Exploring ‘In Between’

The 'In Between'
The ‘In Between’

There are a number of physical directions: north, south, east, west, above, below. There is also the direction ‘within’ when working with our own inner world and the journey of getting to know ourselves more fully. A direction that is often overlooked is ‘between’ when exploring and getting to know the relationship between us and someone else. Every relationship has a different landscape for ‘between’, and it is worth getting consciously aware of what that space is, what you do know, what you assume, and what you are blind to with each relationship.

The first important piece of information is the degree and quality of attraction/repulsion in the ‘between’. Within seconds of encountering someone we have a feeling for or against them. That instantaneous sense of the relationship is a powerful factor in our deciding what form and nature that relationship may have. A strong repulsion is likely to encourage distrust, distance, protectionism, and caution. A strong attraction will promote openness, vulnerability, trust and confidence. So what is it that contributes to this initial sense of the ‘between’ when meeting someone? Can it be trusted?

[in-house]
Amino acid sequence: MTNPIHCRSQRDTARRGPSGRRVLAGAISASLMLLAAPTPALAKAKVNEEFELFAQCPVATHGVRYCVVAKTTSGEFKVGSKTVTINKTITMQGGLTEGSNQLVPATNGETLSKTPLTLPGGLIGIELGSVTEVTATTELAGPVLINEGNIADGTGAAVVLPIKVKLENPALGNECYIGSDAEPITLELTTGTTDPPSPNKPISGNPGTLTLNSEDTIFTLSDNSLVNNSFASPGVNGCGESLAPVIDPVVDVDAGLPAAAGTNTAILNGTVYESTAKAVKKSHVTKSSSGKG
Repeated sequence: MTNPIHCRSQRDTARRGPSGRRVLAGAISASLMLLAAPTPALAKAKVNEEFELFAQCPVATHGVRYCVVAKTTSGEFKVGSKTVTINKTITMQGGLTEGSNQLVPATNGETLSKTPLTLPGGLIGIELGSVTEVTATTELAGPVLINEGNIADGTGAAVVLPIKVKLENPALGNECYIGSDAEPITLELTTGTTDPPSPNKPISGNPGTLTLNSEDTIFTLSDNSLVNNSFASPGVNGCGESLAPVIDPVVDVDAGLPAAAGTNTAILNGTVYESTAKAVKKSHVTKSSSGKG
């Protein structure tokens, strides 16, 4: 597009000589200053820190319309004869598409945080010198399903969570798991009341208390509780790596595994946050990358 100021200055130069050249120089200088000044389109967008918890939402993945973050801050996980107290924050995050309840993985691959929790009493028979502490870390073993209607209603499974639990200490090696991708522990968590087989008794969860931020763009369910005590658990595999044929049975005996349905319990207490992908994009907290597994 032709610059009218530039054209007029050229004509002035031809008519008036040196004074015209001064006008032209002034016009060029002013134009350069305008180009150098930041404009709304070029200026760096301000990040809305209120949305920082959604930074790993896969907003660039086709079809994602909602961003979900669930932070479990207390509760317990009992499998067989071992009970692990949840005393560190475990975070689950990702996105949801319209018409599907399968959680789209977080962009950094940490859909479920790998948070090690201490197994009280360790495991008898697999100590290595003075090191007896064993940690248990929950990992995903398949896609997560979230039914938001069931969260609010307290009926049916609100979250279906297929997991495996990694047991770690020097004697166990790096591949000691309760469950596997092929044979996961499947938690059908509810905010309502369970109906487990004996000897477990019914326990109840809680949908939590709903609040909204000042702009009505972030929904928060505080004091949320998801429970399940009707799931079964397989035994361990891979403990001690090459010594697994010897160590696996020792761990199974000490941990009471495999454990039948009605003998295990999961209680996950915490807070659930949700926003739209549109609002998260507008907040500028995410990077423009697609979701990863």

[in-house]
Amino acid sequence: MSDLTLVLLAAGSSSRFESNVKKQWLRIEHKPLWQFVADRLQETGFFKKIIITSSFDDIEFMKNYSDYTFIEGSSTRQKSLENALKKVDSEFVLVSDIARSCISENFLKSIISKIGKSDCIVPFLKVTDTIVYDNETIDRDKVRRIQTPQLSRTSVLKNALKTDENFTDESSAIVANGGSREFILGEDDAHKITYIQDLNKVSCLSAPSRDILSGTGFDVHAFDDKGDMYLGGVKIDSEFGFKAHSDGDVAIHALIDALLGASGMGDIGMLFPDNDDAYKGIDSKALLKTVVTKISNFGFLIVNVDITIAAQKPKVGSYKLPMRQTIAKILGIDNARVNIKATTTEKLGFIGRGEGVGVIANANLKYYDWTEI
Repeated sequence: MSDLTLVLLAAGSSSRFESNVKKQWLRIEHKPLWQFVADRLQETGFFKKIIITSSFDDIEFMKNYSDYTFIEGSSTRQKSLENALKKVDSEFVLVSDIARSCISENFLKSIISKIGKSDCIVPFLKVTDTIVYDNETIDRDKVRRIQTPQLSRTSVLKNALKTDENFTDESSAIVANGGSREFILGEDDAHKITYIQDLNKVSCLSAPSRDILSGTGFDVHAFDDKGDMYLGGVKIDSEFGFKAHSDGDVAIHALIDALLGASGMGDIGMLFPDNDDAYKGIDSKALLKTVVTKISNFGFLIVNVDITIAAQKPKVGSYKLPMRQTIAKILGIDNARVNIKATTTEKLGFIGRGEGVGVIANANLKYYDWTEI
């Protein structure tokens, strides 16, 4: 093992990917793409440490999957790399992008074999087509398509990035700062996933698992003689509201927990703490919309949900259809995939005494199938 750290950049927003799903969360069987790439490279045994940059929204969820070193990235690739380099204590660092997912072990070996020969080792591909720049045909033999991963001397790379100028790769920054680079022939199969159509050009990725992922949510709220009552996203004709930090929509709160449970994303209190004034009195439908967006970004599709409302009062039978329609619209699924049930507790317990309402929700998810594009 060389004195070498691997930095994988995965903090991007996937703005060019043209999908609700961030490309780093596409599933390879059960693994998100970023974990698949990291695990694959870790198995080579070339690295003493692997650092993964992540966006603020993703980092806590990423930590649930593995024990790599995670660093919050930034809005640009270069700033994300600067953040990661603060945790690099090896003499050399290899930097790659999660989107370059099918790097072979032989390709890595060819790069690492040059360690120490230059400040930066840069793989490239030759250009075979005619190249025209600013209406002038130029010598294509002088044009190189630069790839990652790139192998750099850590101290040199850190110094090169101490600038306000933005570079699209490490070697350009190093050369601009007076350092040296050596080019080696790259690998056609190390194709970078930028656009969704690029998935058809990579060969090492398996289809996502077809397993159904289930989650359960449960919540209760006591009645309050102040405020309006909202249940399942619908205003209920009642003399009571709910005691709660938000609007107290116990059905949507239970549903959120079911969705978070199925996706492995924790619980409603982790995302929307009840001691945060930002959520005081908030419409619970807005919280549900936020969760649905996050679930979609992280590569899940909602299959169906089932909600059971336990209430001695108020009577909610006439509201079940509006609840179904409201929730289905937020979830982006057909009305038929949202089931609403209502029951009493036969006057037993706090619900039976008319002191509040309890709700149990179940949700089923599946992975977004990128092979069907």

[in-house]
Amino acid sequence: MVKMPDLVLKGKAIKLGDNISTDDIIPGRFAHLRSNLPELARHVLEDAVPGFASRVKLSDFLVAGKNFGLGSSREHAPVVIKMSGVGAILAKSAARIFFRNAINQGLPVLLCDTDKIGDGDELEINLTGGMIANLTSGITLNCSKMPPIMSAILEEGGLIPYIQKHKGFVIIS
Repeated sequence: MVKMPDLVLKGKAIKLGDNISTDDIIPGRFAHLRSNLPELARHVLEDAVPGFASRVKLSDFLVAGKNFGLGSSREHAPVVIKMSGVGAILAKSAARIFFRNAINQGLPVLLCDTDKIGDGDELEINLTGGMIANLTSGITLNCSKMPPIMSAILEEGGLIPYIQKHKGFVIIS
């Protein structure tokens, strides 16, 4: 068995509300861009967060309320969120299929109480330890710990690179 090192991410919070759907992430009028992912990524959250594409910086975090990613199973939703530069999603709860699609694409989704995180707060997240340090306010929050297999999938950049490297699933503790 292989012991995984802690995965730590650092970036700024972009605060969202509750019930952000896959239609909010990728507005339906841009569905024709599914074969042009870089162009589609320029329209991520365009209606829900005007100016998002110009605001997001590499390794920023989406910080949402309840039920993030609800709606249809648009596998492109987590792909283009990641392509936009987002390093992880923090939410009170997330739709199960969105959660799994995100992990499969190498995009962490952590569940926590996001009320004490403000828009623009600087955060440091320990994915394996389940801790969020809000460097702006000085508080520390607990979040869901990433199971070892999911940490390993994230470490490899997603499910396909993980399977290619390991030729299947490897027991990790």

Some of the factors that contribute to this sense we hold on meeting someone include past experience, our patterned responses and general attitudes towards openness and protectionism, and our availability and readiness to meet and engage with others. There may be qualities that this person presents, whether physical, behavioural, attitudinal etc that remind us of someone from our past that encourages us to be more open or closed. We may hold prejudices, judgements and universal beliefs that exclude or include the person (e.g. ethnicity, gender, educational background etc).

To see someone and truly meet them we have to overcome all of our baggage, peel away those initial judgements that occur so fast that we usually don’t realise they are in place, and allow ourselves to see them as they are, insofar as they actually present themselves in their authenticity. Oh no, another factor. Not only do we have all our stuff, but they have theirs as well, getting in the way of a genuine meeting. Exploring the “in between” requires courage and commitment by both parties, and a willingness to be authentic during the process. Anything less and the process is slowed, protracted, and may never be fully realised. It takes tremendous trust in self and willingness to risk to fully engage with someone else authentically, and require authenticity of them, and it is a skill that can be developed.

Exploring the “In between” is even more fraught when we already have history with them, and there are issues and conflicts in place that cloud our ability to engage with each other.